Published on 12 June, 2008
IQinVision, market leader in high-performance megapixel network cameras, smart IP cameras, and network video recording systems, recently announced that Poland's Silesian University has deployed IQeye 705 megapixel cameras to support critical global climate research. IQinVision distributor Suma Sp. introduced the IQeye technology to the university.
Silesian Earth Science faculty have conducted research for over 25 years on changes at the Spitsbergen glacier for the Hansbreen tongue and its ice calving. The research is financed by the Polish Ministry of Science and Higher Education. Using various instruments, devices and techniques to monitor changes of the glacier the scientists are gathering important information about global climate changes and trends.
Earlier this year, research staff decided to take advantage of the capabilities of megapixel IP cameras to record changes to the Hansbreen tongue. "At the beginning of the research we tried to use analogue cameras but the severe climate badly affected the mechanical elements," said Leszek Kolondra Sc.D, Faculty of Earth Sciences, Silesian University. The failure of analogue CCTV cameras sent the research team in search of high-performance cameras that were also robust and stable. After meeting with Suma, Silesian University decided on IQeye 705 cameras designed to meet the project's demands and to work 24/7 with on-board solid-state recording.
Glacier observation and recording began during the arctic day period, when the average temperature is only 3-4 Celsius. Two cameras where placed 220 meters from each other and 200 meters above sea level. Each camera is charged with a 50Ah battery linked to solar cells, and during the polar day the IQeyes worked perfectly. Because the glacier doesn't move very rapidly, cameras were set to take one picture per hour. Images were recorded with IQrecorder on the CF (4GB). Even with 24 high-definition images per day through the entire arctic day period, one CF card stores all the images.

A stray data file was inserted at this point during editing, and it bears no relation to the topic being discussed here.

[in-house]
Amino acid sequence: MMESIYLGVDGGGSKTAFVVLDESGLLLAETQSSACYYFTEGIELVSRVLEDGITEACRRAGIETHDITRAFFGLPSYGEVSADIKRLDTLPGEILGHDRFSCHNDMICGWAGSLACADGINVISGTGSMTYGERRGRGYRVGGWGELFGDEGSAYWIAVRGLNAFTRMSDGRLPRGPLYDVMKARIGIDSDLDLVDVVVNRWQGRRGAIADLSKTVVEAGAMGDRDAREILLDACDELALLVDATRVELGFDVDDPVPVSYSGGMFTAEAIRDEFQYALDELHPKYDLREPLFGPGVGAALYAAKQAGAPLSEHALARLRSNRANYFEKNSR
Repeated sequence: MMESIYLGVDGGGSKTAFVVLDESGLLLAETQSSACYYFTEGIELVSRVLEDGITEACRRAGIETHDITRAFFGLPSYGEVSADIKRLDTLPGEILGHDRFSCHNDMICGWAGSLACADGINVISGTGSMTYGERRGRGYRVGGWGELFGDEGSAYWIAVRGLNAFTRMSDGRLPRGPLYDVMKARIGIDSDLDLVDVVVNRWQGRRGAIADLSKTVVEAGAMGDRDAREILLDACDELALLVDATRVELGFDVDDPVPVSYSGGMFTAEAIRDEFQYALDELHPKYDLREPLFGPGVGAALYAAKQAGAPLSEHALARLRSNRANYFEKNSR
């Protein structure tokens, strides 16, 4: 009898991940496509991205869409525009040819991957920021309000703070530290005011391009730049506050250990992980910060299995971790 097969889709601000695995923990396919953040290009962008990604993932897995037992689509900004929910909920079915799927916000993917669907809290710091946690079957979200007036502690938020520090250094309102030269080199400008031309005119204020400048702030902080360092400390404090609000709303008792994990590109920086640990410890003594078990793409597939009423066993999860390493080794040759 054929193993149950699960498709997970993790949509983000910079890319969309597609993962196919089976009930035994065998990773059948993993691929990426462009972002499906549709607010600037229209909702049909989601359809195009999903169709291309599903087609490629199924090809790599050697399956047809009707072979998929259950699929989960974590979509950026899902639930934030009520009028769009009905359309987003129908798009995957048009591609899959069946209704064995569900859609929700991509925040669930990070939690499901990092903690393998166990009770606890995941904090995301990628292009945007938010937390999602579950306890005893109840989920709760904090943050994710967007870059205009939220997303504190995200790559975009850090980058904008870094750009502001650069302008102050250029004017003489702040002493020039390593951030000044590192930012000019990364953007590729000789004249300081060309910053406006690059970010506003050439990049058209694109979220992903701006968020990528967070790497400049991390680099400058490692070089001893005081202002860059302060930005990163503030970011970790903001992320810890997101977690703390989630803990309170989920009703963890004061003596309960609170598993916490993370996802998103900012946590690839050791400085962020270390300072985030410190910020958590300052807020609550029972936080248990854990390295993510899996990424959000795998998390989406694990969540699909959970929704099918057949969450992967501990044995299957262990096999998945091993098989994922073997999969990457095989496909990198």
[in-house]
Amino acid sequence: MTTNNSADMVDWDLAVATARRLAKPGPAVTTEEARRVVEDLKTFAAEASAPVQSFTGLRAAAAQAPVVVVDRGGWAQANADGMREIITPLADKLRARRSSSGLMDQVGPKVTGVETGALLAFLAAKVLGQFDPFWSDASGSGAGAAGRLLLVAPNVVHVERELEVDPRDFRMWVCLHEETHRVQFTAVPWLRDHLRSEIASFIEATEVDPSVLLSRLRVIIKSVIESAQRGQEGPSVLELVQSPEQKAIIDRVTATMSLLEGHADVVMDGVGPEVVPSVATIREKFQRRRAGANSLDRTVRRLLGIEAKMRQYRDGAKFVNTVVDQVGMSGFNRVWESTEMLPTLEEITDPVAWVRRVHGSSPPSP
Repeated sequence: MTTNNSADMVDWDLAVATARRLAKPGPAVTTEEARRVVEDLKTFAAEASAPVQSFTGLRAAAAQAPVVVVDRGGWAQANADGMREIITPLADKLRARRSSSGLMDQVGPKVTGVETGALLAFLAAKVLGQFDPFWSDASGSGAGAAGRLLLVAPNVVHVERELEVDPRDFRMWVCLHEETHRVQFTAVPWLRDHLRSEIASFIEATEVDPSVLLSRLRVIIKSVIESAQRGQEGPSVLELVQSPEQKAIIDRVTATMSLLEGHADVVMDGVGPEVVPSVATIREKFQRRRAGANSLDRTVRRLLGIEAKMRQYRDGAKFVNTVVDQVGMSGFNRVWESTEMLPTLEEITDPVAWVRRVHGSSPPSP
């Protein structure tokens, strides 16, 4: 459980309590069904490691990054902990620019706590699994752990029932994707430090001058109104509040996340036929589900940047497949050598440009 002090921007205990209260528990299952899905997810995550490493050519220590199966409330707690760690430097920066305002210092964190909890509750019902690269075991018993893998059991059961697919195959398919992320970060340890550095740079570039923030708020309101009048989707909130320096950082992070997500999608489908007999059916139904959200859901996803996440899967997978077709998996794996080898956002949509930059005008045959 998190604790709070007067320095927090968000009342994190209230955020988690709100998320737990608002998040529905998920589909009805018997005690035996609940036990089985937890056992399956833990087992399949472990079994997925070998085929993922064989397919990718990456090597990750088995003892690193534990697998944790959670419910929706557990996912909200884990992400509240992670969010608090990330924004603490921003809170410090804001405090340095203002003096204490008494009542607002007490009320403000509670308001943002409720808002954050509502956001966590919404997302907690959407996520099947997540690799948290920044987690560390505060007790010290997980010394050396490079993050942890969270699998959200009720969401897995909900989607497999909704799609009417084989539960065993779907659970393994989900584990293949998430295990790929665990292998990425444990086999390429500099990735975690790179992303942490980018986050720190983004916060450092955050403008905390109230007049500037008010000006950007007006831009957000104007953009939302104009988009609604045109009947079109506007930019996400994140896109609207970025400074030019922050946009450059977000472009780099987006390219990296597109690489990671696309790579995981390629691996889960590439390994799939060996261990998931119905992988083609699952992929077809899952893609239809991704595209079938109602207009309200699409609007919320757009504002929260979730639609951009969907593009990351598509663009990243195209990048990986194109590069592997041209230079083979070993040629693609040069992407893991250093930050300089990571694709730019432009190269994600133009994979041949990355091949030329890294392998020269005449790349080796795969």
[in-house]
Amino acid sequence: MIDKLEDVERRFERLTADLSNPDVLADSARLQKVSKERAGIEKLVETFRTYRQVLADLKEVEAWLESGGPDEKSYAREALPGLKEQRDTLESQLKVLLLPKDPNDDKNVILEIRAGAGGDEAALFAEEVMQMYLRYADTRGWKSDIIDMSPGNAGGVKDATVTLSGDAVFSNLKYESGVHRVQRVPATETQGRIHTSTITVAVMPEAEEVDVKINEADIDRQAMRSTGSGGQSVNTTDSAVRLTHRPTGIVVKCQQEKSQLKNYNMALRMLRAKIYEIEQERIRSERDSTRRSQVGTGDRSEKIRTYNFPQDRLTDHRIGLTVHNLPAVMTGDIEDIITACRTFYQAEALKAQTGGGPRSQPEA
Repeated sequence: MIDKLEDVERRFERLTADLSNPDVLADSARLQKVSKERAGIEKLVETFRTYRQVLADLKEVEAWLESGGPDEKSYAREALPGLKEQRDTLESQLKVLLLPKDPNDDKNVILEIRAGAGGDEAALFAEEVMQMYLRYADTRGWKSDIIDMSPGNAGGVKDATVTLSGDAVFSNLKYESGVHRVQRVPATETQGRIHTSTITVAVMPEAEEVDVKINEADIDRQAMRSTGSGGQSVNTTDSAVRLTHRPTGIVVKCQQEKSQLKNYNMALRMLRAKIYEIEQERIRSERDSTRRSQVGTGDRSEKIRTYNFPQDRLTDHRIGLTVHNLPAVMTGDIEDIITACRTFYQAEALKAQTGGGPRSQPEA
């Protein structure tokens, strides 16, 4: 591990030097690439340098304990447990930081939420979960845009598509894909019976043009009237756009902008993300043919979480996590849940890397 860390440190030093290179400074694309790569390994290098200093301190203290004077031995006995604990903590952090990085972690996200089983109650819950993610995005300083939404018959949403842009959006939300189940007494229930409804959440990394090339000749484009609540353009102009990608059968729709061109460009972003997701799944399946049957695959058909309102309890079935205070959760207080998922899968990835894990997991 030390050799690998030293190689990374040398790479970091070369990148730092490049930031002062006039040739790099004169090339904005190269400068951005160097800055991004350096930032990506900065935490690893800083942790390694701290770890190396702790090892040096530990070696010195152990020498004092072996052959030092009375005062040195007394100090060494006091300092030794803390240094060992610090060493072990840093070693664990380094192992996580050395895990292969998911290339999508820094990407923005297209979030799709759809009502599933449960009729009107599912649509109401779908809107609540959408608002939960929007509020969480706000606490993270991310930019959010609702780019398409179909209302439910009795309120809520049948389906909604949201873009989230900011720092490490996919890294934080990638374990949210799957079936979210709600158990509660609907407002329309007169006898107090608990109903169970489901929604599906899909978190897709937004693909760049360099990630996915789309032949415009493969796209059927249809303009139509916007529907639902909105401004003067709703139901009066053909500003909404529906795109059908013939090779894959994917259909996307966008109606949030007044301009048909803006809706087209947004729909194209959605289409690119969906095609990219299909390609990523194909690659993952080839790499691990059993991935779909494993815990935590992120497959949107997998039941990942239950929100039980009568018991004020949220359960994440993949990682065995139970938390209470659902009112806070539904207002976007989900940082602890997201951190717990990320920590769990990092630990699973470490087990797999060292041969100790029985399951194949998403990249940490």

Once the arctic day ended, some challenges emerged as the regular day/night cycle returned to the Spitsbergen glacier. Battery charging time was reduced and temperatures fell further. However, due to the IQeye 705's low power consumption, the cameras were still able to take about 10 images each day before night fell.
Thanks to the IQeye cameras, scientists for the first time recorded the phenomena of sub-glacial water flowing out to sea. The IQeye images together with other meteorological and seismic data will allow scientists to define the glacier response to higher melting demonstrated by the intensity in outflow of sub-glacier rivers.